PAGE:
Source: NIST

SI multiples of gram
Multiple Name Symbol Multiple Name Symbol
100 gram g      
101 decagram dag 10–1 decigram dg
102 hectogram hg 10–2 centigram cg
103 kilogram kg 10–3 milligram mg
106 megagram Mg 10–6 microgram µg
109 gigagram Gg 10–9 nanogram ng
1012 teragram Tg 10–12 picogram pg
1015 petagram Pg 10–15 femtogram fg
1018 exagram Eg 10–18 attogram ag
1021 zettagram Zg 10–21 zeptogram zg
1024 yottagram Yg 10–24 yoctogram yg
caption This international prototype, made of platinum-iridium, is kept at the BIPM under conditions specified by the 1st CGPM in 1889. Photograph courtesy of © BIPM

The kilogram is the unit of mass in the International System of Units (SI). It is one of the seven SI base units. At the end of the 18th century, a kilogram was the mass of a cubic decimeter of water. In 1889, the 1st General Conference on Weights and Measures (CGPM) sanctioned the international prototype of the kilogram, made of platinum-iridium, and declared: This prototype shall henceforth be considered to be the unit of mass. The picture at the right shows the platinum-iridium international prototype, as kept at the International Bureau of Weights and Measures under conditions specified by the 1st CGPM in 1889.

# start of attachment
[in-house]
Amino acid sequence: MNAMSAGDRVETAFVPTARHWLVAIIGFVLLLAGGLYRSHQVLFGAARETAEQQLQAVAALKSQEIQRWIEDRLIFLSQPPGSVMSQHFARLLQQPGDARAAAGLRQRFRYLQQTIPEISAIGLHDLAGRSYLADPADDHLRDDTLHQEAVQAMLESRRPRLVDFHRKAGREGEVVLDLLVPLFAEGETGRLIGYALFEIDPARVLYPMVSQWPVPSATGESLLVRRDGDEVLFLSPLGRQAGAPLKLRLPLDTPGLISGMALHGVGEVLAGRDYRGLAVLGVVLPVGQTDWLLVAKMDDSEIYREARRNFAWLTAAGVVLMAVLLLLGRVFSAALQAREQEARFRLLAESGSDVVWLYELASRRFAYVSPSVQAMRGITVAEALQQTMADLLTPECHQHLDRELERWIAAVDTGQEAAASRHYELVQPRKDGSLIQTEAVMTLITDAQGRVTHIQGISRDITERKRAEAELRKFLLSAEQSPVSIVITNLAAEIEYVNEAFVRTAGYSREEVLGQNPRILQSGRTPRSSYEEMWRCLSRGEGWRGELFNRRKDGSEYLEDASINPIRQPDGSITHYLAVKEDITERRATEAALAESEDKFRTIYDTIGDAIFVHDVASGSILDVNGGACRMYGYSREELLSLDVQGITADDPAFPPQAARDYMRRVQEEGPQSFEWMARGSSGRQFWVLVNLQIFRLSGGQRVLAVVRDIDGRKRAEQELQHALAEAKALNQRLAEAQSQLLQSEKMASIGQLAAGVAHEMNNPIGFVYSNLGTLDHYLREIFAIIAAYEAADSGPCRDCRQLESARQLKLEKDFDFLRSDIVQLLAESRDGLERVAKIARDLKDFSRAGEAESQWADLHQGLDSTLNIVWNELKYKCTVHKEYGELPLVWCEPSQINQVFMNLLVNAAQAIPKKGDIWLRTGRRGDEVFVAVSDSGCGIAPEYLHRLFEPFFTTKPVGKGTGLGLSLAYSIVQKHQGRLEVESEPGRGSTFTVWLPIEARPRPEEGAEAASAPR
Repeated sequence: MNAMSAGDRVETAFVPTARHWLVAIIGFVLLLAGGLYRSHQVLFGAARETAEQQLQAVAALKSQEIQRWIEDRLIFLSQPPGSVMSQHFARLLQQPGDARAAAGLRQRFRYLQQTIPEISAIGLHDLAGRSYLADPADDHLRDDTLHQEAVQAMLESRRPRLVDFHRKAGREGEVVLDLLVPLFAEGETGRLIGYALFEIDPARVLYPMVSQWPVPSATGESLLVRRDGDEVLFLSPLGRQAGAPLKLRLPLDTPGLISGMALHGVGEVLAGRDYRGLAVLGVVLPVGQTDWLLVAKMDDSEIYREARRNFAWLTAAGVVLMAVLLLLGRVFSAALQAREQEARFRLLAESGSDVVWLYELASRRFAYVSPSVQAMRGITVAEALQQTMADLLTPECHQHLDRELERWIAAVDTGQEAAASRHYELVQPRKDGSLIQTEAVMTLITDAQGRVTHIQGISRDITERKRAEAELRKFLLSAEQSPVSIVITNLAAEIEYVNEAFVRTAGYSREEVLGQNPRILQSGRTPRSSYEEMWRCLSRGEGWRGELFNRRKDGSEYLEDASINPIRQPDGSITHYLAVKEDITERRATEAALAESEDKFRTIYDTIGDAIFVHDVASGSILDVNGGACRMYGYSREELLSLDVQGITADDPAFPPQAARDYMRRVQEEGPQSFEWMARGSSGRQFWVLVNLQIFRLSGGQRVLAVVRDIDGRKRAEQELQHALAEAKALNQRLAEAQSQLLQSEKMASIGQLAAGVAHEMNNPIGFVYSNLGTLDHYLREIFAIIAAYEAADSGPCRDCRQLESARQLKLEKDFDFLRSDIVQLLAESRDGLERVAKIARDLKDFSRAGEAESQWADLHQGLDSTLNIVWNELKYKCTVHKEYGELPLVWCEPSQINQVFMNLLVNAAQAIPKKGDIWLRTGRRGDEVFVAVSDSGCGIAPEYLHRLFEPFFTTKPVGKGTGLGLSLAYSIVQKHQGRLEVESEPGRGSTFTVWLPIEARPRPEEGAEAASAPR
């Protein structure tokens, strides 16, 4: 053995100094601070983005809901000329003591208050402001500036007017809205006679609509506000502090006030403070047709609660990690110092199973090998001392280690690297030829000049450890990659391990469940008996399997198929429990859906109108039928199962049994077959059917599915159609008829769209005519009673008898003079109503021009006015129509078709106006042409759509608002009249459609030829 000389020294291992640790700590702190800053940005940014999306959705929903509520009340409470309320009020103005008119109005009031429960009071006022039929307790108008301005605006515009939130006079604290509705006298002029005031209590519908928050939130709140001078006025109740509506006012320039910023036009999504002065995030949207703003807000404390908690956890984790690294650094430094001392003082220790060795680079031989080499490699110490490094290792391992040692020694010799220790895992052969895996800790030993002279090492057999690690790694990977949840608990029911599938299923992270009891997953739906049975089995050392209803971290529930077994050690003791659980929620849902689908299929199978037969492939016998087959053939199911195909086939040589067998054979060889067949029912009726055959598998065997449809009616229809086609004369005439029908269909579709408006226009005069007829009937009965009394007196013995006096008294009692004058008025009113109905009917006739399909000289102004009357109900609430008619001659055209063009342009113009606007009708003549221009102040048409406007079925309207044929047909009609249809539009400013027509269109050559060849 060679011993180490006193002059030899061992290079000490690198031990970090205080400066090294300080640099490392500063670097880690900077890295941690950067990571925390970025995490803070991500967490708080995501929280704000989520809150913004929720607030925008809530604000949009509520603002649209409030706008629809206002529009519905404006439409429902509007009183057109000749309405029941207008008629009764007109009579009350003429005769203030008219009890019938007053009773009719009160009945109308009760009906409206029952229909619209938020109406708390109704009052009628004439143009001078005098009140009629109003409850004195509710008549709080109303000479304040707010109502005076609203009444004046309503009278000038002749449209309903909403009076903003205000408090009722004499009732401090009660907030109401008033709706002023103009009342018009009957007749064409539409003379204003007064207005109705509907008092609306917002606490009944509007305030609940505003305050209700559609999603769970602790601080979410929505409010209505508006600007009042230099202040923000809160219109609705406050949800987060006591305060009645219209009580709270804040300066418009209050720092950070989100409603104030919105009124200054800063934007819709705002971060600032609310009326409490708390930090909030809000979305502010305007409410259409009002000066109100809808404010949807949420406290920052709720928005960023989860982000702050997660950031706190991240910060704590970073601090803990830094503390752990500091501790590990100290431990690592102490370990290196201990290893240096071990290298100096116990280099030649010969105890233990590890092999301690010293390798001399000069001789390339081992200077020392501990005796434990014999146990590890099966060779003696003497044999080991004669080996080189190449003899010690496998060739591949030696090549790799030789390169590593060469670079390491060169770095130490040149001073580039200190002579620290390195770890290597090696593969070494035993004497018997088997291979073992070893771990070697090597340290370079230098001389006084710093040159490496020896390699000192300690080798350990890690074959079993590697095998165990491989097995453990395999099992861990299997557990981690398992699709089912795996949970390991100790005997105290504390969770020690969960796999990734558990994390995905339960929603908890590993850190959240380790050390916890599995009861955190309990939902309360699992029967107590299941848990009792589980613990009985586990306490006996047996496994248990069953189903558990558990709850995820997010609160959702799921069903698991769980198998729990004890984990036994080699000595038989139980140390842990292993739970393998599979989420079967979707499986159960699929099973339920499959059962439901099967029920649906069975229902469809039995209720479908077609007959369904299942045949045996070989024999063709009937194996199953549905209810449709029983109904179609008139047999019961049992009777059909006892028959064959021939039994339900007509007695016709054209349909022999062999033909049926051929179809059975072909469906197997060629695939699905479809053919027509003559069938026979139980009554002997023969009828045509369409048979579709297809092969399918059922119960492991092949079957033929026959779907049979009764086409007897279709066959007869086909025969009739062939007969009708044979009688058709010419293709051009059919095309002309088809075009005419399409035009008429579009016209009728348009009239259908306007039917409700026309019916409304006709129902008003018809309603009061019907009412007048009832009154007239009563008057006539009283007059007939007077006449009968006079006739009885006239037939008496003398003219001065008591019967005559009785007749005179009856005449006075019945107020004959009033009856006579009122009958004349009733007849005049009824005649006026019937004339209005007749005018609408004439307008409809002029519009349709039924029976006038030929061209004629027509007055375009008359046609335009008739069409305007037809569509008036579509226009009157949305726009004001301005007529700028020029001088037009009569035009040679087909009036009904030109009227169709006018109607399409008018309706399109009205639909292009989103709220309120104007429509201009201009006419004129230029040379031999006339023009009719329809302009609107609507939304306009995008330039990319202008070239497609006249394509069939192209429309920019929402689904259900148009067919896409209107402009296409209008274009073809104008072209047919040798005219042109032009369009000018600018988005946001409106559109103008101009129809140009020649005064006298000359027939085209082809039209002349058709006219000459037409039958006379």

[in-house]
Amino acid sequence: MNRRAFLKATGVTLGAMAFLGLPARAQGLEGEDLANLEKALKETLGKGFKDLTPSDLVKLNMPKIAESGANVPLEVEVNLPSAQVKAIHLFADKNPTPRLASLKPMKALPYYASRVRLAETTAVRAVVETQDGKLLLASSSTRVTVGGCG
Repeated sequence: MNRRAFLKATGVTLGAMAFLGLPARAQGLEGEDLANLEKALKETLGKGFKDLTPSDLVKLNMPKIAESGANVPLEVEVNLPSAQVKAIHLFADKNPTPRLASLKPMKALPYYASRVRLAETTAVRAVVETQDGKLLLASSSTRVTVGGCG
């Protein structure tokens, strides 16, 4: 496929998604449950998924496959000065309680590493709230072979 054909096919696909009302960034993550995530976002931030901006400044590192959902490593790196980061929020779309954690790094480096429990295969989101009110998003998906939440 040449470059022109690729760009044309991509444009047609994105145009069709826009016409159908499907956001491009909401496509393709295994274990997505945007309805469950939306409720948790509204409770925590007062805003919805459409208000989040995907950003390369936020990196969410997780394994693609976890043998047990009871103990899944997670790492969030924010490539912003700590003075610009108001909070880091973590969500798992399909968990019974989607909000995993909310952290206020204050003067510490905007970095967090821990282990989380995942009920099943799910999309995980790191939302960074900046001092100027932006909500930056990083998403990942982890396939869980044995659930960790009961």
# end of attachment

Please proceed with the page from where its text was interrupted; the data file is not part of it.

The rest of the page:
The 3d CGPM (1901), in a declaration intended to end the ambiguity in popular usage concerning the word "weight," confirmed that:

The kilogram is the unit of mass; it is equal to the mass of the international prototype of the kilogram.

Further reading
The NIST Reference on Constants, Units, and Uncertainty

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(2007). Kilogram. Retrieved from


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